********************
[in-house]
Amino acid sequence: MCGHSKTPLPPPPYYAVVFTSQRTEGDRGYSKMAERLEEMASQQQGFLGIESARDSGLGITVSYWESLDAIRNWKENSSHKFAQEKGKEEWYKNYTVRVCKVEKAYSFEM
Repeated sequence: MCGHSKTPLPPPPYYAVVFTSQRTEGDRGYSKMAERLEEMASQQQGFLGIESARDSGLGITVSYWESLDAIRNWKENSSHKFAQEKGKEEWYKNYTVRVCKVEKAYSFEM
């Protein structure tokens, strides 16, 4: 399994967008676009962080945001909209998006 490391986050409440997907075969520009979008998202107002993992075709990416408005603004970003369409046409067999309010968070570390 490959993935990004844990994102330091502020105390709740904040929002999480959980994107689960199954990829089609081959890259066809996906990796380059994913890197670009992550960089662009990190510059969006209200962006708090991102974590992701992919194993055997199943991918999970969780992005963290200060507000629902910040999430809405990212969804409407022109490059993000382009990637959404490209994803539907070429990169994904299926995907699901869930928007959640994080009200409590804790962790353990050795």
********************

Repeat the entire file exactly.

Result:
[in-house]
Amino acid sequence: MCGHSKTPLPPPPYYAVVFTSQRTEGDRGYSKMAERLEEMASQQQGFLGIESARDSGLGITVSYWESLDAIRNWKENSSHKFAQEKGKEEWYKNYTVRVCKVEKAYSFEM
Repeated sequence: MCGHSKTPLPPPPYYAVVFTSQRTEGDRGYSKMAERLEEMASQQQGFLGIESARDSGLGITVSYWESLDAIRNWKENSSHKFAQEKGKEEWYKNYTVRVCKVEKAYSFEM
């Protein structure tokens, strides 16, 4: 399994967008676009962080945001909209998006 490391986050409440997907075969520009979008998202107002993992075709990416408005603004970003369409046409067999309010968070570390 490959993935990004844990994102330091502020105390709740904040929002999480959980994107689960199954990829089609081959890259066809996906990796380059994913890197670009992550960089662009990190510059969006209200962006708090991102974590992701992919194993055997199943991918999970969780992005963290200060507000629902910040999430809405990212969804409407022109490059993000382009990637959404490209994803539907070429990169994904299926995907699901869930928007959640994080009200409590804790962790353990050795």